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It's All Politics
1:09 pm
Thu March 26, 2015

After Spending Scandals, Rep. Aaron Schock Says Goodbye

"Abraham Lincoln held this seat in Congress for one term but few faced as many defeats in his personal, business and public life as he did," Rep. Schock said on the House floor Thursday.
Kris Connor Getty Images

Once a fast-rising star in the Republican Party, Illinois Rep. Aaron Schock gave his final speech on the House floor Thursday.

Schock, who was elected to Congress in 2008, will resign his House seat at the end of the month. His resignation comes after weeks of questions about his judgment, lavish lifestyle and spending.

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It's All Politics
1:48 am
Thu March 26, 2015

Is Capitol Hill Ready To Rest Its Near-Annual 'Doc Fix' Exercise?

If Reps. Nancy Pelosi and John Boehner win and their plan becomes law, it would kill what's known on Capitol Hill as the "doc fix."
David McNew Getty Images

Originally published on Thu March 26, 2015 10:11 am

Updated at 12:10 p.m. E.T.

Doctors who treat Medicare patients will face a huge cut, 21 percent, if Congress doesn't act by the end of the month. This isn't a new problem. While Democrats and Republicans on Capitol Hill agree that the formula that pays doctors who treat Medicare patients has long been broken, over the years they've been unable to pass more than temporary patches.

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It's All Politics
5:03 pm
Mon March 16, 2015

Obama, 2016 Contenders Deal With Changing Attitudes On Marijuana

Polls show changing American opinion on marijuana, and it's having an effect on politics.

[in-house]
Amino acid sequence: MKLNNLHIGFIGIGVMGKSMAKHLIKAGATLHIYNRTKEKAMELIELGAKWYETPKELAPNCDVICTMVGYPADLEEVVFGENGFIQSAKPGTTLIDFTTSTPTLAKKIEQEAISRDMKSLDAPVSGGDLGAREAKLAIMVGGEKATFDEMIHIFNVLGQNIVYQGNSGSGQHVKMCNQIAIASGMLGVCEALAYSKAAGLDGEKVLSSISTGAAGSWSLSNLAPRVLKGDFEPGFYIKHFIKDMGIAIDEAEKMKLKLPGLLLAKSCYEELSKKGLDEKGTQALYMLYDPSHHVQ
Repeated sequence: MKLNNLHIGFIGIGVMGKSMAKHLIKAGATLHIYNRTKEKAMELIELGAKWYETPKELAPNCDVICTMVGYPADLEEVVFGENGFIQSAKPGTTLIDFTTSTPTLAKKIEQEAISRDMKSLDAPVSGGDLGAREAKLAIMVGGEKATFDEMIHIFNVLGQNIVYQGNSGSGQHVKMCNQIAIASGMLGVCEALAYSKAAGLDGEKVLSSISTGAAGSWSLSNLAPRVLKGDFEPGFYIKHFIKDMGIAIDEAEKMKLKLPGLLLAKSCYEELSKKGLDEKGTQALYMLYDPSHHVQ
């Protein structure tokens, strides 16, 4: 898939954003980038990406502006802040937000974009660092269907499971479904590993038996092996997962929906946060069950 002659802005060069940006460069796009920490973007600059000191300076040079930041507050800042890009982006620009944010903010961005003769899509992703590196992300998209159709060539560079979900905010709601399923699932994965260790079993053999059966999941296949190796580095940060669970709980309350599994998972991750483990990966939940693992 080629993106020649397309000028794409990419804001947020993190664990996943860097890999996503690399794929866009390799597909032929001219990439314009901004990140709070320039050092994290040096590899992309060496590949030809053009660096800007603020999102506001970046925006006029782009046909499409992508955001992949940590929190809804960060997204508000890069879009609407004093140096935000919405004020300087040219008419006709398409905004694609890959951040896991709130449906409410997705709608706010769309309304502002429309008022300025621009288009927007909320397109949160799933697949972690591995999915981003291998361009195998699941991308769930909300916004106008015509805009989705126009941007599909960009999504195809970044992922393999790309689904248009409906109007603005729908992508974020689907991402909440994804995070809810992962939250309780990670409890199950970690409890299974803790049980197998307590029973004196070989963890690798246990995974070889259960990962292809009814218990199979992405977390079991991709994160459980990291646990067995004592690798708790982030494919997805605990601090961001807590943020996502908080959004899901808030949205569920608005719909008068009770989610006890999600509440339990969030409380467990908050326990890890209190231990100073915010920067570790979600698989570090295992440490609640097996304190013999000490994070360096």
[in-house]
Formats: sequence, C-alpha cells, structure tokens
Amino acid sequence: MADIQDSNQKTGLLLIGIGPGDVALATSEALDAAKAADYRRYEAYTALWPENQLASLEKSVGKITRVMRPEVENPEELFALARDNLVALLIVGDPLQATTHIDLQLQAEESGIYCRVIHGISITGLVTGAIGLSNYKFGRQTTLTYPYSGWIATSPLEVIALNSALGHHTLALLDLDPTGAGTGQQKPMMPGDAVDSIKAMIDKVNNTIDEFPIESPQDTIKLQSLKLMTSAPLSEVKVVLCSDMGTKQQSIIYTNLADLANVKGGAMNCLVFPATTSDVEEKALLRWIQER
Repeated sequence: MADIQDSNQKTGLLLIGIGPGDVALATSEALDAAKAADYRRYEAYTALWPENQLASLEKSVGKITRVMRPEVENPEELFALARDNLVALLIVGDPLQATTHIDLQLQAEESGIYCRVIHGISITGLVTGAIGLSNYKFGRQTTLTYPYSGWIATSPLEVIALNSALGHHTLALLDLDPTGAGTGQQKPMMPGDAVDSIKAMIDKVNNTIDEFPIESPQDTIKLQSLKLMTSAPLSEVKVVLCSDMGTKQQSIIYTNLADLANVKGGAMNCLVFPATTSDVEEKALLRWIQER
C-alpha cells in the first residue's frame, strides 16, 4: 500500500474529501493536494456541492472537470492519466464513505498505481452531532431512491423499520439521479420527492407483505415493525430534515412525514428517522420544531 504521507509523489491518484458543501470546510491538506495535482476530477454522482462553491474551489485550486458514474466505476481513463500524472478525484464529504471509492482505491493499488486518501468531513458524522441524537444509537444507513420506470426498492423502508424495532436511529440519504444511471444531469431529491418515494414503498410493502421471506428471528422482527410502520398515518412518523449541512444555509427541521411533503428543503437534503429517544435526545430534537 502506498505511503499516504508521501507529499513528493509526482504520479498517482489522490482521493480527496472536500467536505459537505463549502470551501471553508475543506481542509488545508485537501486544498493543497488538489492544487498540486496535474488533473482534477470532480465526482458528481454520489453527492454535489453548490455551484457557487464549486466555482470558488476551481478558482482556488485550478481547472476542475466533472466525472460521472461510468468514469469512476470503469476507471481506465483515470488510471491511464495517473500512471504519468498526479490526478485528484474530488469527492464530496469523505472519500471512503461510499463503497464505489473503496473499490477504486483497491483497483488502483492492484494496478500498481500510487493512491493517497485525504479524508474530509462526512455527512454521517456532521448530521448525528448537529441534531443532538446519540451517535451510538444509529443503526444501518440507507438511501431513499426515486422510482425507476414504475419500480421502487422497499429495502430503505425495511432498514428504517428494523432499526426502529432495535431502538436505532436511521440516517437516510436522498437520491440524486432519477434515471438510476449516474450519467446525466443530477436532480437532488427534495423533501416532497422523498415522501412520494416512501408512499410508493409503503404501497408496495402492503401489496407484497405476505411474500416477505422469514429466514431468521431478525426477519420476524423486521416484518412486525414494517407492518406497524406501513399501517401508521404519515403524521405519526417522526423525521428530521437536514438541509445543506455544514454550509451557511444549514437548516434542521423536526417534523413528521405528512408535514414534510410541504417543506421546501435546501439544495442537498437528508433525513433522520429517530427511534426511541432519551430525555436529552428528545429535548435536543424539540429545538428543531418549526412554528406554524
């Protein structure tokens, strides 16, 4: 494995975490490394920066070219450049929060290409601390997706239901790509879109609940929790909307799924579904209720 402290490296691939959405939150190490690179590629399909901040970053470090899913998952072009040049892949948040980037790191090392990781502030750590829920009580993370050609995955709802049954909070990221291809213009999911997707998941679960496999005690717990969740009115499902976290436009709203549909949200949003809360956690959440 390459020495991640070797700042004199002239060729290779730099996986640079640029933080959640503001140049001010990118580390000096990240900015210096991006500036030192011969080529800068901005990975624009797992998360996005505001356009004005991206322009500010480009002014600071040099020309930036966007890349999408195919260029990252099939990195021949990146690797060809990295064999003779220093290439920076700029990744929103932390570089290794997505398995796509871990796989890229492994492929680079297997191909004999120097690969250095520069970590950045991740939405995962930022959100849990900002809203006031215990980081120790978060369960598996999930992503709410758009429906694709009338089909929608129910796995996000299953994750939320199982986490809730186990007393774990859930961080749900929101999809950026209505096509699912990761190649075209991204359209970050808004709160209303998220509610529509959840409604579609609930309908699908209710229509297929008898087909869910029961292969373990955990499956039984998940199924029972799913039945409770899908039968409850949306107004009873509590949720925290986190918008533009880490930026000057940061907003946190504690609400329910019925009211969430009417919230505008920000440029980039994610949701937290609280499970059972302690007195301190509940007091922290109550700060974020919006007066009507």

Leon Neal AFP/Getty Images

Originally published on Tue March 17, 2015 9:26 am

The divide between Republicans and Democrats on pot politics is narrowing, President Barack Obama said in an interview Monday.

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The Salt
4:08 pm
Thu March 12, 2015

A Craft Beer Tax Battle Is Brewing On Capitol Hill

Brewers pay a federal tax on each barrel of beer they produce. Two proposals on Capitol Hill would lower that tax for small brewers, but not everyone's on board.
Steve Helber AP

Originally published on Fri March 13, 2015 5:49 am

Congressman Patrick McHenry is a man who knows his beer. The refrigerator in his Capitol Hill office is filled to the brim with it. The Republican's district includes the city of Asheville, N.C., which claims it has more breweries per capita than any other U.S. city.

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It's All Politics
8:17 am
Sat March 7, 2015

How To Oust A House Speaker (Hint: Don't Even Try)

House Speaker John Boehner's job is secure, despite passing a bill to avert a shutdown of the Department of Homeland Security — a bill that most of his Republican colleagues opposed.
J. Scott Applewhite AP

Originally published on Mon March 9, 2015 10:53 am

Here's one story in Washington that just won't go away.